Sunday Reflection for August 18, 2019 by Mark McCormick

Sunday Reflection for August 18, 2019 by Mark McCormick


Today, Jesus shares his mission statement with his disciples and with us. Why has he come? Jesus responds- I come to bring fire to the earth and how I wish this fire were already kindled! His words and his witness are the fire…  So, let’s put this in context. As Jesus has travelled amongst his people in the Galilean countryside, what has he shared at this point in the journey?

Miracles, to be sure- cures for the sick, food for the multitudes, a gift of his presence too- for people not normally considered worthy of much attention- a tax collector, a leper, a sinner who three times insists on a blessing , a poor widow by the well. And he shares stories too, and in the gospel today Jesus tells us that he is stressed-out because he realizes these stories are sometimes only dimly understood by his hearers- why would, for instance a shepherd leave his flock of 99  to find the lost one?  Intriguing, yes, aspirational too- perhaps a little far- fetched-though, right? And why would Jesus go out his way to call the rich man a fool? By his talents alone, the man has created an abundance of stored grain- he should not be mocked. And this too- while everyone deserves their due, who would be expected to believe that the last and the least, will someday be first?

As Jesus steadily advances towards Jerusalem he tells his disciples and us that his mission is a fiery one, counter to culture- “do you think that I have come to bring peace to the earth?  No, I tell you- but rather division…”  The division he brings is a message of peace to a people in conflict. The vision he brings- a banquet table set for all- is bound to create division in a place where the fittest, the finest and the strongest come first and count the most.

Jesus may realize the danger of his mission at this point. His message will face growing resistance, yet he will persevere. While weary, he will not rest long. While fearful, as he must be, he prays, and puts his trust in God his father.

Ultimately, as we know, his mission is one of sacrifice- at the cost of his life, we are gifted with his example. The risen Jesus and the Holy Spirit of Pentecost burns within us too- insisting that in the mission that we lead, in the race that we run, we will never be alone.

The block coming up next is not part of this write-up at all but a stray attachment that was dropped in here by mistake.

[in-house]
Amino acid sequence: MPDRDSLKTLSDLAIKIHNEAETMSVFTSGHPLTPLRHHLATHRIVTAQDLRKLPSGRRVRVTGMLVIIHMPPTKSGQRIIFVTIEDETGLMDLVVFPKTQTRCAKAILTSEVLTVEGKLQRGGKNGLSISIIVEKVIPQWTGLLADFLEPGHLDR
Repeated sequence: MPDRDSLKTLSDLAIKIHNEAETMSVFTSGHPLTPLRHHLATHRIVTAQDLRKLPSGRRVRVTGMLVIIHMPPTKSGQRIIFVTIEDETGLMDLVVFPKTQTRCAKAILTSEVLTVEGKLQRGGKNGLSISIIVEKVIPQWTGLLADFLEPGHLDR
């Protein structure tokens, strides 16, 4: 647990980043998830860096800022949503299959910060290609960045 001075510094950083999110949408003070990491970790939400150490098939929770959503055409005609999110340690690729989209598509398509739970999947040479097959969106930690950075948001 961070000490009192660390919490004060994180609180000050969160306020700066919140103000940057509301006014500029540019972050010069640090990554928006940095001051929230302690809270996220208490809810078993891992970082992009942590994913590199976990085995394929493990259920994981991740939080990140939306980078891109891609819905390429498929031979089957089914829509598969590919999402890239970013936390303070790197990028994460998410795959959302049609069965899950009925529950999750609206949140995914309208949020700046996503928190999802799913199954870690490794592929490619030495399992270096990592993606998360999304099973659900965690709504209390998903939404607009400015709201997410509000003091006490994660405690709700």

In the second reading to the Hebrews, the writer, perhaps Paul, tries to help us understand all of this, knowing that we too see dimly and are often tangled-up in our world of worries and distracting attachments. Paul invites his listeners into some peaceful contemplation, asking us, for a few moments at least, to put aside our worries, to put aside our anxieties and fears, all of our distracting attachments.  In this more peaceful place, Paul then goes on to ask us to consider the “cloud of witnesses that surround us” in our lives- these are the saints, both the living and those passed on- who have graced our lives and inspired us by their example in a really personal way. When we call them to mind and reflect upon how they have lived their mission, Paul then nudges us further and reminds us that we too have a God-given mission set for us – a race to run.

What is my race to run? What is your mission in life?  Paul asks us to think about this in a very deliberate way. He tells us that however varied our routes may be, however unique the journeys we may embark upon, each journey can and should be rooted in, and reflective of, the example of Christ- his fiery passion, his words and his witness, his insistence that all are welcome – that love should be our guide.

Like Jesus, like the saints that surround us, we know that participating in a race involves cost. The first reading today illustrates this well. In living his mission, and in speaking the truth to power, Jeremiah was imprisoned in a well, there left to sink in the mud. Do you suppose he despaired at his fate, doubted his call, felt the sting of loneliness and humiliation, feared for his very life?

Paul reminds us, and the psalmist does too, that trust is required for a long race, and so too is perseverance. So easy to say- but trust and perseverance are so difficult to summon when the chips are down, when the cause looks lost, when we feel stuck in the mud, when worries, anxieties and attachments cloud the way.  Paul says this to us: do not grow weary or lose heart… Jesus, by his example, tells us that we are never alone.

One important aspect of my mission is my vocation- as a Catholic teacher. Next Sunday many of us Catholic teachers will be marching in the Capital Pride Parade under the banner of our Catholic teacher’s union. We will be joined there by many St. Joe’s parishioners too! We march to demonstrate that every student in our classrooms is welcome, valued and treasured for who they are- gay, straight, trans or questioning. We march in solidarity with those of us who are gay, proud of our Catholicity and assured of our place in the church. We march because our faith tells us that children must learn and come to know that they are wonderfully and uniquely made, in the image and likeness of God.

Jesus tells us that all are welcome and that the banquet table is open to all. In his words and in his witness, in his passion and in his presence here with us today, may we run, with perseverance, the race that is set before us- in faith, in trust and in love.

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